Q&A: Rosie Schaap, author of 'Drinking With Men' gives the low down on the NYC bar scene
Rosie Schaap, 42, author of the new memoir, "Drinking With Men," rents an apartment in Greenwood Heights and will be reading and signing copies of her book at 7 p.m. Tues., Jan. 29 at Word Bookshop, 126 Franklin St. in Greenpoint, Brooklyn.
What would you most like to see accomplished in NYC?
This might surprise people, but more affordable housing. I was priced out of the borough I was born in. The kind of diversity I write about in the bars of TriBeCa in the 1990s no longer exists. For so many of us, buying a home is not even a part of our consciousness. When these large scale developments happen they need to make more housing affordable to low and middle income New Yorkers. And we need stricter rent controls.
What makes a great bar?
The people -- on both sides of the bar. Friendly, professional bar tenders and a mixed, interesting group of people with some regulars. Music should be low enough to hold a conversation, though what kind of music that should be is the subject of endless bar fights. A good neighborhood bar has fair prices on drinks.
Have cellphones destroyed bar culture?
They have damaged it. The Ear Inn has some kind of a sign saying that people can't use their cellphones. Cellphones serve as a social cushion for a lot of people to take the pressure off socializing but I wonder if people are getting worse at socializing because they don't have to.
What good bars are left?
South (in Park Slope) is still a real neighborhood bar, and I'm not saying that just because I work there (one shift a week). We have a TV, but keep the sound off unless someone really wants to hear a game. Walker's in TriBeCa at Varick and North Moore -- it's one of my favorite spots for a night cap. For a cocktail I'll go to Ward III (at 111 Reade St.) and I will always love Milano's (51 Ea. Houston). The Brooklyn Inn (148 Hoyt St.) in Boerum Hill has a magnificent bar with nice neighborhood regulars. Then there are the hotel bars, like Bemelman's at the Carlyle, the King Cole at the St. Regis or the Blue Room at the Algonquin.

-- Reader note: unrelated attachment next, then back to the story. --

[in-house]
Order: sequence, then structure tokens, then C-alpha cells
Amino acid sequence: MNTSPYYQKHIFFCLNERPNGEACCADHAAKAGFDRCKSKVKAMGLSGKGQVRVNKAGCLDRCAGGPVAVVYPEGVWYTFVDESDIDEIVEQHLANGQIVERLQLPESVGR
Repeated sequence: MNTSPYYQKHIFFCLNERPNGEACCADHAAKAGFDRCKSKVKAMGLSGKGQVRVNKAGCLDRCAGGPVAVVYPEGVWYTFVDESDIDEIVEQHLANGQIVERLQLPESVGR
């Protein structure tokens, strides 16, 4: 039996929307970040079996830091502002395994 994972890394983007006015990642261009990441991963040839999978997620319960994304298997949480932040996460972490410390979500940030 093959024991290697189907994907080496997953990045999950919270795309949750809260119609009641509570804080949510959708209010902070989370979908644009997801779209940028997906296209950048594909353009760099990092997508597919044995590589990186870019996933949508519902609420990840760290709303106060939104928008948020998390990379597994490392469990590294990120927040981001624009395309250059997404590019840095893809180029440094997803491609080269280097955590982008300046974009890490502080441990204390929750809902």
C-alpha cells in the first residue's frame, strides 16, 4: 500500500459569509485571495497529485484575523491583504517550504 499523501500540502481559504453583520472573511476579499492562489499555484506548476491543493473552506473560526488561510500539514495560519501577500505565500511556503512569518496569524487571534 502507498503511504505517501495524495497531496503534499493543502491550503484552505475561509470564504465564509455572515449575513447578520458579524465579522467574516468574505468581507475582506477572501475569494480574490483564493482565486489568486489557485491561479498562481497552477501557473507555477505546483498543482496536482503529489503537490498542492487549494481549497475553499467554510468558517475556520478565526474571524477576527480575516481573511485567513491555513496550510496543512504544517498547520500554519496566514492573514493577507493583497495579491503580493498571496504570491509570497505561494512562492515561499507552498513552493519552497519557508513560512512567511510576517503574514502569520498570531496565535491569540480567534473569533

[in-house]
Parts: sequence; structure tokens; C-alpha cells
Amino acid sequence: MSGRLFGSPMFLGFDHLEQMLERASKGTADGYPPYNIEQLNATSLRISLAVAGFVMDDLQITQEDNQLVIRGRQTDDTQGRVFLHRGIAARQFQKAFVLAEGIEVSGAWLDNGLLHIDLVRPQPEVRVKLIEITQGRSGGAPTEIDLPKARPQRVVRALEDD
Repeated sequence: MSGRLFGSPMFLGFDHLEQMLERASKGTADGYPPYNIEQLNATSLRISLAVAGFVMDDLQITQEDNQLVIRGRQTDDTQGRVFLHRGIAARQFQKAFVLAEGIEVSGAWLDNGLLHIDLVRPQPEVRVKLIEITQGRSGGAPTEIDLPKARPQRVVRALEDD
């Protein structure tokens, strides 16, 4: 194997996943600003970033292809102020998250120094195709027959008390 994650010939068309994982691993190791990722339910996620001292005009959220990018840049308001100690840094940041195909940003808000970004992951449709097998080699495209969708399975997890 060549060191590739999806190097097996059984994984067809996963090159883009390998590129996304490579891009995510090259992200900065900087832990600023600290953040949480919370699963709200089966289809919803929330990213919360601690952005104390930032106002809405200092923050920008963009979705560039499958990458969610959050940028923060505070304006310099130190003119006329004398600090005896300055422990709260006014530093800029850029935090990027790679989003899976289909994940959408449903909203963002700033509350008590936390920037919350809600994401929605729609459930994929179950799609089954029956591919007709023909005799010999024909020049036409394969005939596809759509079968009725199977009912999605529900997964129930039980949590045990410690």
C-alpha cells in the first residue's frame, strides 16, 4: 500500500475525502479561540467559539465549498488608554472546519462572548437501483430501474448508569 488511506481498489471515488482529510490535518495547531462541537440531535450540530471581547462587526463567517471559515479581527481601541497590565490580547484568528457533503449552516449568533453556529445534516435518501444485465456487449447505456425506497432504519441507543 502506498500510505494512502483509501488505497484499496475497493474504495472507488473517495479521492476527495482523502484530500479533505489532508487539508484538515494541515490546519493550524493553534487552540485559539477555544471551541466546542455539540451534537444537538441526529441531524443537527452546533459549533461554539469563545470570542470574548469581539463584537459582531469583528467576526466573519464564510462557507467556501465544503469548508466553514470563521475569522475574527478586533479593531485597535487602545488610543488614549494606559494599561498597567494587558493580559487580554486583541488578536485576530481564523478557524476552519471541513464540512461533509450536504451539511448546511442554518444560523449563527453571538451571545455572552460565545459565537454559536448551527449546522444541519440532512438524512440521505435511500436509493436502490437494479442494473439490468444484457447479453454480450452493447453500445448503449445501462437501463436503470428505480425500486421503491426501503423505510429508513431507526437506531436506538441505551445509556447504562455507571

You're a Jewish girl who romanticizes being Irish. What's up with that?
I'll never know what's up with that. There are affinities between the two cultures -- the talking, the reading. I was just completely seduced by (William Butler) Yeats and (James) Joyce and (Oscar) Wilde. The people share a cultural pride and their suffering is a part of that. We're both kvetches of the highest order and share an often bleak humor.
How do you know you're not an alcoholic?
Even when I drank a lot, drinking was never hard for me not to do, as smoking is. I am lucky in that I don't have a genetic predisposition, and I don't feel the need to drink.
But I can no longer drink as I did in my 20s. I don't drink alcohol at all three days a week and when I do go out, I max out a three drinks and drink much, much more slowly. I'm fortunate not to be an alcoholic. I realized drinking is not the best place to go when you're sick or depressed. Any romance that connects writing and drinking for me does not maintain.
What's the difference between New Yorkers who go to bars to drink and those who go to dance?
Dance culture starts later. I do like dancing! But I feel a little old for it and I have a bad knee. Both groups have a need for community and are finding it somewhere. We both find something we love and people to share it with.
You mentioned in your book that you and your husband had separated. It was shocking to read in the afterword that he had died. Were you out drinking while he was dying?
Drinking had absolutely nothing to do with our separation. We were in the midst of a trial separation in 2008. Two months in, I got the news I had the book deal and then one night I got a phone call that he had cancer. There was no question but that I would be with him. He came to New York frequently: No way could he be treated for a rare cancer in rural Pennsylvania. I still regard him as my closest friend in the world. I had a rough draft of the book before he died and couldn't touch it again for a year. In three years I lost my husband and my mother. I was mourning -- and we are absolutely entitled to withhold whatever we need to when we're mourning.